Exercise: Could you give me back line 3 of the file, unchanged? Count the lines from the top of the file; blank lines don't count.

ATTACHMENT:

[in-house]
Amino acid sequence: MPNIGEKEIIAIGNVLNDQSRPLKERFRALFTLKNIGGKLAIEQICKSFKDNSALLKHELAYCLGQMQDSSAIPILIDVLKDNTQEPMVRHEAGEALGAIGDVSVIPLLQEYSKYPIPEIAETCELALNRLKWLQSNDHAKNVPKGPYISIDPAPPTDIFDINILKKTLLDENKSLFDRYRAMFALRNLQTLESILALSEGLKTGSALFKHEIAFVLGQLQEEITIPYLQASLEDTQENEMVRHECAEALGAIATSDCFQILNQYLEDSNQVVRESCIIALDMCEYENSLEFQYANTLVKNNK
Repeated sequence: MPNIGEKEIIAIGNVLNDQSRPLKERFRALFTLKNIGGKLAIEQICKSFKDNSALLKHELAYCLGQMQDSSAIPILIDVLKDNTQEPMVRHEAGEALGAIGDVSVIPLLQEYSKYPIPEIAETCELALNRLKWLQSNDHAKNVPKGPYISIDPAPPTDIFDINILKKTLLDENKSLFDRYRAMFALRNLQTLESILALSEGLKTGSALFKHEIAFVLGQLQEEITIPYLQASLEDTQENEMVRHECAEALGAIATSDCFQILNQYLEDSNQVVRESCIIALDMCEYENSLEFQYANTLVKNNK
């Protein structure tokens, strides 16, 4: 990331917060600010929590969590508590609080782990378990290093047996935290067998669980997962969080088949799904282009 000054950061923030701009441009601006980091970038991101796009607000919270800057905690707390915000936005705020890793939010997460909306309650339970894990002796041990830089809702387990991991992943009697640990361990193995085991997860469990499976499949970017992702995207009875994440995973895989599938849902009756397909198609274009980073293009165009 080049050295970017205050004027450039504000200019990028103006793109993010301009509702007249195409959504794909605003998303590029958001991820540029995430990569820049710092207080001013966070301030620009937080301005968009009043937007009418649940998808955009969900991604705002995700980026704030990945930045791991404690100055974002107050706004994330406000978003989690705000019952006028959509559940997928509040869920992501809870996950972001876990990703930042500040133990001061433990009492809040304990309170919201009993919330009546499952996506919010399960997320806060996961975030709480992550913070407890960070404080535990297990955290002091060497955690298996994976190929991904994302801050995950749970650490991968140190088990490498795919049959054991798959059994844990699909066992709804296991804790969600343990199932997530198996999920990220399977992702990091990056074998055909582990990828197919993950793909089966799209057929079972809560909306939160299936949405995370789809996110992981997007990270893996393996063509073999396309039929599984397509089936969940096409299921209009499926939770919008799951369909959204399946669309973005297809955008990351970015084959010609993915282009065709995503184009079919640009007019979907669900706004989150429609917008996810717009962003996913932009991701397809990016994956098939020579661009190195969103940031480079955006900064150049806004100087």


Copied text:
Repeated sequence: MPNIGEKEIIAIGNVLNDQSRPLKERFRALFTLKNIGGKLAIEQICKSFKDNSALLKHELAYCLGQMQDSSAIPILIDVLKDNTQEPMVRHEAGEALGAIGDVSVIPLLQEYSKYPIPEIAETCELALNRLKWLQSNDHAKNVPKGPYISIDPAPPTDIFDINILKKTLLDENKSLFDRYRAMFALRNLQTLESILALSEGLKTGSALFKHEIAFVLGQLQEEITIPYLQASLEDTQENEMVRHECAEALGAIATSDCFQILNQYLEDSNQVVRESCIIALDMCEYENSLEFQYANTLVKNNK